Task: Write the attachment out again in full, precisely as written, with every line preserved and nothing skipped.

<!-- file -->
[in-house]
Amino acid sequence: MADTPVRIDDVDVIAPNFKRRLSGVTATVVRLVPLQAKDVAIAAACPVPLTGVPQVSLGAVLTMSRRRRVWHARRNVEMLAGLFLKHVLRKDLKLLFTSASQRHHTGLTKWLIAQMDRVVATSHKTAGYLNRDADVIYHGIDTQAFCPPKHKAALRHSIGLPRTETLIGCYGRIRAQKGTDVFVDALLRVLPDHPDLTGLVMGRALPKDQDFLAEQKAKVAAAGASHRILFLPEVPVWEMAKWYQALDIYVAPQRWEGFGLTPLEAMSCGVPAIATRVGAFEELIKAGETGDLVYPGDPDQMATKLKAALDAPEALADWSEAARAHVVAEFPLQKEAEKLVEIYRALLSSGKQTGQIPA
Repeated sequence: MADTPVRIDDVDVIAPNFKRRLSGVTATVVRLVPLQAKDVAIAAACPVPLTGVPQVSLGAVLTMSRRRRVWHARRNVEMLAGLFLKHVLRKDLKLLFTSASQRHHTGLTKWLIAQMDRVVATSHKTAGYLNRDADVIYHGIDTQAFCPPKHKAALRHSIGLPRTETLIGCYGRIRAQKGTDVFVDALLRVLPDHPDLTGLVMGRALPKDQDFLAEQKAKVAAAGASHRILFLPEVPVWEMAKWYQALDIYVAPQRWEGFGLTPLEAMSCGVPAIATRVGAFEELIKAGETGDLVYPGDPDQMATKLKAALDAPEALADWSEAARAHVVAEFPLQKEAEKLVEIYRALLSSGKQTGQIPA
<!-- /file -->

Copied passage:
[in-house]
Amino acid sequence: MADTPVRIDDVDVIAPNFKRRLSGVTATVVRLVPLQAKDVAIAAACPVPLTGVPQVSLGAVLTMSRRRRVWHARRNVEMLAGLFLKHVLRKDLKLLFTSASQRHHTGLTKWLIAQMDRVVATSHKTAGYLNRDADVIYHGIDTQAFCPPKHKAALRHSIGLPRTETLIGCYGRIRAQKGTDVFVDALLRVLPDHPDLTGLVMGRALPKDQDFLAEQKAKVAAAGASHRILFLPEVPVWEMAKWYQALDIYVAPQRWEGFGLTPLEAMSCGVPAIATRVGAFEELIKAGETGDLVYPGDPDQMATKLKAALDAPEALADWSEAARAHVVAEFPLQKEAEKLVEIYRALLSSGKQTGQIPA
Repeated sequence: MADTPVRIDDVDVIAPNFKRRLSGVTATVVRLVPLQAKDVAIAAACPVPLTGVPQVSLGAVLTMSRRRRVWHARRNVEMLAGLFLKHVLRKDLKLLFTSASQRHHTGLTKWLIAQMDRVVATSHKTAGYLNRDADVIYHGIDTQAFCPPKHKAALRHSIGLPRTETLIGCYGRIRAQKGTDVFVDALLRVLPDHPDLTGLVMGRALPKDQDFLAEQKAKVAAAGASHRILFLPEVPVWEMAKWYQALDIYVAPQRWEGFGLTPLEAMSCGVPAIATRVGAFEELIKAGETGDLVYPGDPDQMATKLKAALDAPEALADWSEAARAHVVAEFPLQKEAEKLVEIYRALLSSGKQTGQIPA